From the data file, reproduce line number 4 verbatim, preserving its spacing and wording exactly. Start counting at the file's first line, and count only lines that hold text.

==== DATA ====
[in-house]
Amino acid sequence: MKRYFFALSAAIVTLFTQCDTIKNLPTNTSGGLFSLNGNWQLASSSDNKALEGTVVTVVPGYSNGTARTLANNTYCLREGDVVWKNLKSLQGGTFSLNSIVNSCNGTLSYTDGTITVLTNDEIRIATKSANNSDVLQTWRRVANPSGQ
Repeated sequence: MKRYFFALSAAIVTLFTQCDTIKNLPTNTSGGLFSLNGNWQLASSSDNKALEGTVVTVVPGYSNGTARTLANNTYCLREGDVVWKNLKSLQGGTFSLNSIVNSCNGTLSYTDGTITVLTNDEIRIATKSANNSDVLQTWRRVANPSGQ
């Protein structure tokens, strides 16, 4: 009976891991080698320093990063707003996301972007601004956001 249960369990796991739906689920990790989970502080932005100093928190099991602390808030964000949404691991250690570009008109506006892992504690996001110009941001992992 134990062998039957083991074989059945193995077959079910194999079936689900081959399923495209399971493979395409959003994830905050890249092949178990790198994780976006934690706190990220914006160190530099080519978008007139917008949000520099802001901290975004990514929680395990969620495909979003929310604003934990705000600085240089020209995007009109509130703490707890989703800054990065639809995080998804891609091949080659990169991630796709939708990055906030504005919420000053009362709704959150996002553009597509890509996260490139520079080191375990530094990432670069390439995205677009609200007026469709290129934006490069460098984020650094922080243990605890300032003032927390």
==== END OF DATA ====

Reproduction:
């Protein structure tokens, strides 16, 4: 009976891991080698320093990063707003996301972007601004956001 249960369990796991739906689920990790989970502080932005100093928190099991602390808030964000949404691991250690570009008109506006892992504690996001110009941001992992 134990062998039957083991074989059945193995077959079910194999079936689900081959399923495209399971493979395409959003994830905050890249092949178990790198994780976006934690706190990220914006160190530099080519978008007139917008949000520099802001901290975004990514929680395990969620495909979003929310604003934990705000600085240089020209995007009109509130703490707890989703800054990065639809995080998804891609091949080659990169991630796709939708990055906030504005919420000053009362709704959150996002553009597509890509996260490139520079080191375990530094990432670069390439995205677009609200007026469709290129934006490069460098984020650094922080243990605890300032003032927390």